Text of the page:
Last week, I revealed my budget to the world. It was kind of scary, putting those numbers out for people to ogle at, but I’m also happy I did it because I got some great feedback.
Adding those numbers up definitely got me thinking though. I haven’t been very vigilant when it comes to having a plan in case of job loss. As in, I haven’t gone through the emergency scenario where either my husband or I lose our jobs. I definitely haven’t done it since we moved into the new place, so I thought that I should give that do a “Budget Crash Test”. You can read what I’ve written about living on one income before, here and here.
As you saw last week, this is my regular monthly budget:
This doesn’t include a significant portion of our income that goes to both long term savings (retirement savings, emergency fund) and short term savings (travel, home furnishings). It’s just what we actually consume each month.
In total our expenses run us $2,166 per month. If one of us were to lose our job, we’d go into emergency mode, and slash a lot of spending. Here’s what our budget would look like if we were in emergency mode:
As you can see things are slashed. Here’s what I reduced:
- Gas is down, because if there was a job loss one of us would be driving less.
- The pet fund has gone to zero, since that budget mostly funds yearly vet visits, not month to month expenses.
- Grocery spending gets cut by a third since we won’t be dining out much if one of us is unemployed.
- Personal spending is cut because hey, that can wait (it’s not slashed to zero because there are some things we need to buy regularly like prescriptions, etc)
The total minimum amount we’d spend on our emergency budget every month is $1,626. If you multiply that by six, you’ll get $9,756, which is where I got my 10k emergency fund target from.
Scenario 1: Husband Loses Job
Now, if my husband’s business took a nose dive and he earned $0 for a few months, I could cover the entire cost of our emergency budget from my own income, so we’d be safe until he found another job. In fact, I’d still have cash left over so I probably wouldn’t slash our budget as hard is I have in the example above. If my husband loses his job, we’re ok.
Scenario 2: I Lose My Job
This scenario is a little more scary, because I’m the primary breadwinner of the family. Now, my husband is an entrepreneur, so his income is variable. That means that some months he makes a lot, other months less. Since this is a worst case scenario drill, let’s assume that his income is also unusually low. Let’s assume that I’ve lost my job, and he is only making $1,000 per month (unlikely, but not unheard of).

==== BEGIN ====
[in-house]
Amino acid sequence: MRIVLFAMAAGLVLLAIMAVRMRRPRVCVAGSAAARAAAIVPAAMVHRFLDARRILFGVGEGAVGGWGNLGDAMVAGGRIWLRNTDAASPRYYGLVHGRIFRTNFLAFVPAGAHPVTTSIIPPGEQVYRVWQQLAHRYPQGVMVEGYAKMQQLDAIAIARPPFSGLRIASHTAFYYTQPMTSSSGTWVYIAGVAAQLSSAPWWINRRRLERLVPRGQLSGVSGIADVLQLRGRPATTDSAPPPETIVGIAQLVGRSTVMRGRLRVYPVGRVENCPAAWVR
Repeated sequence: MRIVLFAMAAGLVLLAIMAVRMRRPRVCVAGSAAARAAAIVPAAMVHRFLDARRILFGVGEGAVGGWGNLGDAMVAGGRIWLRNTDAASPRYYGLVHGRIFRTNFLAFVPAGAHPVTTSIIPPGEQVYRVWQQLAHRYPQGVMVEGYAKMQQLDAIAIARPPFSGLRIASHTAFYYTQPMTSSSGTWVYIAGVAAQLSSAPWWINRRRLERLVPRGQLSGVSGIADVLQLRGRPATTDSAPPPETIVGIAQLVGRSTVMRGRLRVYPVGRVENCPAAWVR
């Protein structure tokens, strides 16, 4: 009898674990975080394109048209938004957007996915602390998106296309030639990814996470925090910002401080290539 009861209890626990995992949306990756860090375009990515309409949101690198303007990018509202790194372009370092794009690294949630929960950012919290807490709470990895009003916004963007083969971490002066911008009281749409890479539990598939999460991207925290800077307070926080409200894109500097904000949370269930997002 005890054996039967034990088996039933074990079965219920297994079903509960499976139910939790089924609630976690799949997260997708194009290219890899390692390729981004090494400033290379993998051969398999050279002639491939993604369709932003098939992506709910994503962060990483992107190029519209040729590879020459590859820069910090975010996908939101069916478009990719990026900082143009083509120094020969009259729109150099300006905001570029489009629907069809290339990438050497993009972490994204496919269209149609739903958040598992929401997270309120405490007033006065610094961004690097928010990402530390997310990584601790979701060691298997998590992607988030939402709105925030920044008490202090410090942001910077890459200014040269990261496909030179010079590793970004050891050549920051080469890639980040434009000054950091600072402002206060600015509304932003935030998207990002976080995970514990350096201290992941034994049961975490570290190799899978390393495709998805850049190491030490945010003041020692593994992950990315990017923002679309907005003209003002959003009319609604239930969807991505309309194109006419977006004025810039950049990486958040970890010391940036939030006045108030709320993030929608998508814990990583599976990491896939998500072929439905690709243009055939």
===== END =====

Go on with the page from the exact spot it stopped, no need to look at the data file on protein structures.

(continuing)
That leaves us with a $626 shortfall every month.
Step 1: Employment Insurance
Fortunately, applying for employment insurance would cover that deficit in the short term. I also bring in a decent amount of freelance work, and if I’ve lost my job, you’d better believe I’d be shaking that tree pretty hard while looking for another job.
Step 2: Emergency Fund
If I didn’t find another job before my employment insurance ran out and I wasn’t making any freelance income (unlikely), I have my emergency fund. Right now, my emergency fund of $2,610 could cover this $626 shortfall for a little over four months. Once it’s fully funded at 10k, it could cover that shortfall for almost 16 months.
Step 3: Debt, Family Members
After my emergency fund runs out, we’re in disaster scenario zone that involves moving back in with parents and lines of credit, I’m sincerely hoping our disaster scenario drill never goes that far.
So, if one of us loses our jobs, we’ll be ok. BUT, this does remind that I need to get my ass moving when it comes to getting us some disability insurance, because job loss can happen through more than just being fired. It can happen due to disability, and in that case it can be harder to just pick up and find another job.
Have you run your finances through a disaster scenario lately? What does your emergency budget look like? How long could you endure unemployment before your money ran out? I want to know!